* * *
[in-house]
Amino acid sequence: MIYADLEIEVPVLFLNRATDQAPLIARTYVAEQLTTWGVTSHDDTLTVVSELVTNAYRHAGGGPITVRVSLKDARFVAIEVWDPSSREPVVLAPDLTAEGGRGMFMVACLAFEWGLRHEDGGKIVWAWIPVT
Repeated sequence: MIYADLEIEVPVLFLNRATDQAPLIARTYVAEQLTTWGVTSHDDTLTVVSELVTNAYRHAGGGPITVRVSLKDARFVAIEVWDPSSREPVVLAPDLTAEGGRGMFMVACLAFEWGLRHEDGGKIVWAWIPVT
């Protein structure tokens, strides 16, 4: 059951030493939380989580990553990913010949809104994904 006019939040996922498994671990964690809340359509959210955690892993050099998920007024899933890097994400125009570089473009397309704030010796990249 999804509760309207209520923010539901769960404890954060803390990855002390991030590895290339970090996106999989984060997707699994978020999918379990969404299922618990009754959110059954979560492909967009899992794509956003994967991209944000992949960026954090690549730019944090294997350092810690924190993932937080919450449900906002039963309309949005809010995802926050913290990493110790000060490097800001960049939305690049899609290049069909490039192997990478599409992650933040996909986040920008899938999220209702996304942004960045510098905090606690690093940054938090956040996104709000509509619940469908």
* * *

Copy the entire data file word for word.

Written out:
[in-house]
Amino acid sequence: MIYADLEIEVPVLFLNRATDQAPLIARTYVAEQLTTWGVTSHDDTLTVVSELVTNAYRHAGGGPITVRVSLKDARFVAIEVWDPSSREPVVLAPDLTAEGGRGMFMVACLAFEWGLRHEDGGKIVWAWIPVT
Repeated sequence: MIYADLEIEVPVLFLNRATDQAPLIARTYVAEQLTTWGVTSHDDTLTVVSELVTNAYRHAGGGPITVRVSLKDARFVAIEVWDPSSREPVVLAPDLTAEGGRGMFMVACLAFEWGLRHEDGGKIVWAWIPVT
């Protein structure tokens, strides 16, 4: 059951030493939380989580990553990913010949809104994904 006019939040996922498994671990964690809340359509959210955690892993050099998920007024899933890097994400125009570089473009397309704030010796990249 999804509760309207209520923010539901769960404890954060803390990855002390991030590895290339970090996106999989984060997707699994978020999918379990969404299922618990009754959110059954979560492909967009899992794509956003994967991209944000992949960026954090690549730019944090294997350092810690924190993932937080919450449900906002039963309309949005809010995802926050913290990493110790000060490097800001960049939305690049899609290049069909490039192997990478599409992650933040996909986040920008899938999220209702996304942004960045510098905090606690690093940054938090956040996104709000509509619940469908």